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Lung Transplantation in Canada: Only the Beginning

links image ALIM HIRJI
University of Toronto Multi-Organ Transplant Program
Toronto, Ontario, Canada

As the annual meeting this year comes to Montréal, it is a great opportunity to take a look back at the role Canada has played in the development of the field of lung transplantation, as well as to look at the nation's ongoing contributions. As a therapeutic modality just emerging from its infancy, huge strides have been made in a short period of time to improve patient outcomes in both survival and quality of life.

Going back in time, the first human lung transplant was performed fifty years ago, on June 11, 1963, south of the border at the University of Mississippi by Dr. James Hardy. The patientwas treated post-transplant with high-dose prednisone, azathioprine, and cobalt irradiation. Unfortunately, the patient succumbed to anastomotic complications 18 days later.

Over the ensuing 20 years, several attempts at lung transplantation were made, including the first successful heart-lung transplant at Stanford University in 1981. Dr. Joel Cooper, a thoracic surgeon who settled in Toronto, Canada in 1972, began experimenting on single lung transplantation in dogs, and found that prednisone's anti-inflammatory properties were leading to impaired wound healing and subsequent bronchial anastomotic failure. In 1983, just after cyclosporine was approved for clinical use, Dr. Cooper met Tom Hall, a 58-year-old hardware executive who suffered from idiopathic pulmonary fibrosis. He candidly explained to Tom that only 44 lung transplants had been attempted worldwide and none of the patients lived more than a few weeks. Hall eagerly responded, "I'm grateful to have the opportunity to be No. 45."1 Tom was maintained after his single lung transplant on azathioprine, cyclosporine, and low-dose prednisone, and had no difficulties with anastomotic leak. He survived for 6 years after his surgery before passing from renal failure.

With such encouraging results, Dr. Cooper forged ahead, completing the first successful double lung transplant in 1986 on Ann Harrison, a Canadian with end-stage emphysema, and the first successful double lung transplant for cystic fibrosis in 1988. Soon after, he moved to Washington University, although innovation in the Toronto program did not cease.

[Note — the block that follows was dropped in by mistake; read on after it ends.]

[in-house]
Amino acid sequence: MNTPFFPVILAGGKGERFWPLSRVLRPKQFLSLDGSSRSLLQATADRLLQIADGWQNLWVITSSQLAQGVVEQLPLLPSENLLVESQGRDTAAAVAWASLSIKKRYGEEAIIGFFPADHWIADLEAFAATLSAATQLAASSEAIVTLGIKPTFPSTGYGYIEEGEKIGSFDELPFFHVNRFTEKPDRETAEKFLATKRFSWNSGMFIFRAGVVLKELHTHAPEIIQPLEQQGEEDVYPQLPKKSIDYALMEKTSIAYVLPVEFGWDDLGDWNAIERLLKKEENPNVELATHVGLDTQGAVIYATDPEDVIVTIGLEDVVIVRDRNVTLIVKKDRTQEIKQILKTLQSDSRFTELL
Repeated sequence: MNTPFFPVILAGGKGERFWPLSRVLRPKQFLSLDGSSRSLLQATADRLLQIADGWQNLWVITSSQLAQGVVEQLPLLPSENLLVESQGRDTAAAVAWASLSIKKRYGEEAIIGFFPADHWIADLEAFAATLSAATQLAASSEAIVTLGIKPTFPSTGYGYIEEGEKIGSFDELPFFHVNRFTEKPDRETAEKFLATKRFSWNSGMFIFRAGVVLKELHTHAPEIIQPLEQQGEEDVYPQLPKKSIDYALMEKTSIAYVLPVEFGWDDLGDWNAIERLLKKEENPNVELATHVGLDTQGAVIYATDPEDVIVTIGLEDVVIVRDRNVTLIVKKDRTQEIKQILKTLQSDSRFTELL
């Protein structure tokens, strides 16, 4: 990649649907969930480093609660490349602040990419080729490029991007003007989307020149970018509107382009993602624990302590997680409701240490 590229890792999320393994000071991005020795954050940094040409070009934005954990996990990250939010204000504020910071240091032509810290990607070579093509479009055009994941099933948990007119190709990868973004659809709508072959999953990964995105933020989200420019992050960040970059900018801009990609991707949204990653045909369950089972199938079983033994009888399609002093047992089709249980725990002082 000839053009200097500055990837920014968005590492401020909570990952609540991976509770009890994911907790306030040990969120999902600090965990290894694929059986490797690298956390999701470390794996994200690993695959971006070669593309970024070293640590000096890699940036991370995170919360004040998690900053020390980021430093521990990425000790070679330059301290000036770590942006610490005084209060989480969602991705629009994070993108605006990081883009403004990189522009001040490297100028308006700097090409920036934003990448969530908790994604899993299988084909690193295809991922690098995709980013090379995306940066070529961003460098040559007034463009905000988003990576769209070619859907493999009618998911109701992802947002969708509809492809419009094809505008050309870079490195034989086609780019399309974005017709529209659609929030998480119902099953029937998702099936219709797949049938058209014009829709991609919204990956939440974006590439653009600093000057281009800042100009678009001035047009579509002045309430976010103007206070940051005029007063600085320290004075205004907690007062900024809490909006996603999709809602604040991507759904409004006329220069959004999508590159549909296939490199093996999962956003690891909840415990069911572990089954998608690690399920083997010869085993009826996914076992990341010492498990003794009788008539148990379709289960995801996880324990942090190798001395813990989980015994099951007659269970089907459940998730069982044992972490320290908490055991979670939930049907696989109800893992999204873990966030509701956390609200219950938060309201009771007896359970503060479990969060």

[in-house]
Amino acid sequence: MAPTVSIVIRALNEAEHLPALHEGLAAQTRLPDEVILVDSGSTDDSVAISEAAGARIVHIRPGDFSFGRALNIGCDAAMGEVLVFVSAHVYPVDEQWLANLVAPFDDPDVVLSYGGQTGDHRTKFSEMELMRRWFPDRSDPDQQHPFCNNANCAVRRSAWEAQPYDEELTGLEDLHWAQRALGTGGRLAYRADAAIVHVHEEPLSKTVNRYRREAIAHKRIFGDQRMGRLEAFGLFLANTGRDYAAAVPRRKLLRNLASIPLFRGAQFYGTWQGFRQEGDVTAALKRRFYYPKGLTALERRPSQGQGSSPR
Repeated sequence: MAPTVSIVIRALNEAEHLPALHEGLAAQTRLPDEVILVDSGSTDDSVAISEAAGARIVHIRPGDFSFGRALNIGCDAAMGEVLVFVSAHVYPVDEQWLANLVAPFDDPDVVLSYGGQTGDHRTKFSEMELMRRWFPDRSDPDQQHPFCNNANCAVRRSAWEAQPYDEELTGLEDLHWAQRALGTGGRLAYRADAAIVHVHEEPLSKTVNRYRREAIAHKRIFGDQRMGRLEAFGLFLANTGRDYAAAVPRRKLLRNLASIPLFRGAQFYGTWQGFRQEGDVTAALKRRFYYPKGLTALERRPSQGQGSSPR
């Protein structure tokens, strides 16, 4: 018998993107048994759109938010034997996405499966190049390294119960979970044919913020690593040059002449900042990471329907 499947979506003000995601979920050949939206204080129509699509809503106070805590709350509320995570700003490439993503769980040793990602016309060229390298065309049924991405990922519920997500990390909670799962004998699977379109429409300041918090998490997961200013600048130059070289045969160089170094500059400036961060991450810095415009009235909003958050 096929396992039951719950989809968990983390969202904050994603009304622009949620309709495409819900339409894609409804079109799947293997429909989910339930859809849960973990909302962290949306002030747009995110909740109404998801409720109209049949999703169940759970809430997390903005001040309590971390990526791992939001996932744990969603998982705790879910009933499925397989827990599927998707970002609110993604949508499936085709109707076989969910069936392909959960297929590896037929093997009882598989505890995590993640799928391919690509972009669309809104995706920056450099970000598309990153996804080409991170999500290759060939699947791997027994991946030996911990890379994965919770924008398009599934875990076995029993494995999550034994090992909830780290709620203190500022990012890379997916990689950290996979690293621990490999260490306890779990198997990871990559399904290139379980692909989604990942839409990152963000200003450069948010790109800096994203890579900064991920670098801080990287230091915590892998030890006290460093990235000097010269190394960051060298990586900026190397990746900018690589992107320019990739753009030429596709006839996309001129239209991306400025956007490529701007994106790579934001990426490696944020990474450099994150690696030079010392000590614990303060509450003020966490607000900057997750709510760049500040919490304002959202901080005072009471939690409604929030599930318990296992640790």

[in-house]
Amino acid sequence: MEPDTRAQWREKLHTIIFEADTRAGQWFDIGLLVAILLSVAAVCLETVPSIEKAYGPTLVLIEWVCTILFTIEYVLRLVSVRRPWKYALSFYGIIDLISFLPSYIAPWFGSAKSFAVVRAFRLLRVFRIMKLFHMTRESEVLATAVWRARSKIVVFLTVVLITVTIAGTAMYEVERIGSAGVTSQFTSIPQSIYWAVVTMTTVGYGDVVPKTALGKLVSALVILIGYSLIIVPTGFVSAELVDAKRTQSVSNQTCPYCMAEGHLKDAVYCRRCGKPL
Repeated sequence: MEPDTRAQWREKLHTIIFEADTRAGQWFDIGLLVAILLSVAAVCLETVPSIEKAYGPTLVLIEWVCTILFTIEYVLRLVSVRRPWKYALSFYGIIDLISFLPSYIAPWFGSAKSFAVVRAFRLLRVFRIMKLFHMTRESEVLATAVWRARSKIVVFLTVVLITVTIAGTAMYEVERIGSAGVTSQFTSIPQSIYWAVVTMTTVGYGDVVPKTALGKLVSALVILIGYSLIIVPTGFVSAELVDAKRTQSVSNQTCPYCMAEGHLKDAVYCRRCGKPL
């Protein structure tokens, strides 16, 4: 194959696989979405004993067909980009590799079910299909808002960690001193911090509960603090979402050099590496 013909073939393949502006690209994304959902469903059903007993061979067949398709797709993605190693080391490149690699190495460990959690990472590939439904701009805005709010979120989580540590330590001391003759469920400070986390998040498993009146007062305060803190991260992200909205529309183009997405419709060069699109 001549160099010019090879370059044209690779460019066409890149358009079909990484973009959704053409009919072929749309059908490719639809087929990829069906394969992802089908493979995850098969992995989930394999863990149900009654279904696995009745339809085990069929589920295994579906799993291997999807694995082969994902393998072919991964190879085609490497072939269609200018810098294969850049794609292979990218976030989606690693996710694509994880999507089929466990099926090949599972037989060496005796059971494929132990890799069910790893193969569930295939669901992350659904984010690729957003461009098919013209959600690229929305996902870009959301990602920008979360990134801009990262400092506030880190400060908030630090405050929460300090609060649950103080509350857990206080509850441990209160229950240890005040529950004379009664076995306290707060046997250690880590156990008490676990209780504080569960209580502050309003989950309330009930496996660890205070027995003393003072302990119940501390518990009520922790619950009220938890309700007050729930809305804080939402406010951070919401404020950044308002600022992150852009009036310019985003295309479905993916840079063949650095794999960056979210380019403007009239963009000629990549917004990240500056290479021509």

Dr. Shaf Keshavjee joined the faculty at the University of Toronto in 1994. Under his guidance,Toronto General Hospital was the first center in North America to implement the use of the Novalung interventional lung assist device in 2006 as a means of bridging to transplant. At the forefront of his innovations, acellular normothermic Ex-Vivo Lung Perfusion has changed the global approach to the management of harvested lungs, and its use is now spreading internationally. Ever more exciting, research in Toronto in ex-vivo reparative IL-10 gene therapy is already underway.

The Toronto lung transplant program receives approximately 350 new referrals a year, and currently performs between 100-120 lung transplants per year. But although Toronto often basks in the country's spotlight, they are not the only Canadian center making leaps and bounds in the progress of lung transplantation. The University of Alberta has completed 507 lung transplants by the end of 2011 since the program started in 1986. They manage complex congenital cardiac and pulmonary cases for Western and Central Canada, and the program has broadened their care through telecommunication and multiple satellite clinic sites. Between their program in Edmonton and the BC Lung Transplant program in Vancouver, where volumes have nearly doubled in the past two years, coverage to all of Western Canada is provided. In Winnipeg, Dr. Helmut Unruh led the University of Manitoba to be the first program in Canada to perform a living lobar lung transplant, and the program provides care to Central Canada. Le Centre Hospitalier de L'Université de Montréal services Québec, providing 30-40 transplants a year.

Lung transplant activity across Canada has doubled in the past decade and by the end of 2010, 1554 lung transplants had been performed across the country, with 1387 lung transplant recipients followed across the country. In the past decade the volume of bilateral lung transplants has also increased by 85%, and 3-year survival of all-comers sits at a respectable 77.5%2.

Availability of donor lungs continues to be a challenge across Canadian provinces, and has been the impetus for driving innovation such as ex-vivo lung perfusion and Donation after Cardiac Death. Canadian institutions currently use a dichotomous Status Ranking system to allocate donor lungs, and analysis of how the UNOS-based Lung Allocation Score predicts survival in a subset of the Canadian population will be presented at the upcoming annual meeting in Montréal.

As the world comes to Canada in April, we hope that the spirit of innovation in the face of challenge, which has been a source of motivation for Canadian physicians, surgeons and scientists, will continue. International collaborative efforts will lead the way to a future with less chronic allograft dysfunction and overall better post-transplant survival. With all that has been accomplished in such a short span of fifty years, there is still yet much to do.

Disclosure Statement: The author has no conflicts of interest to disclose.


  1. Decker, C. Cooper broke lung transplant barrier. Washington University archives of record articles. (St Louis, MO, 1995)
  2. Canadian Institute for Health Information, Canadian Organ Replacement Register Annual Report: Treatment of End-Stage Organ Failure in Canada, 2001 to 2010 (Ottawa, Ont.: CIHI, 2011).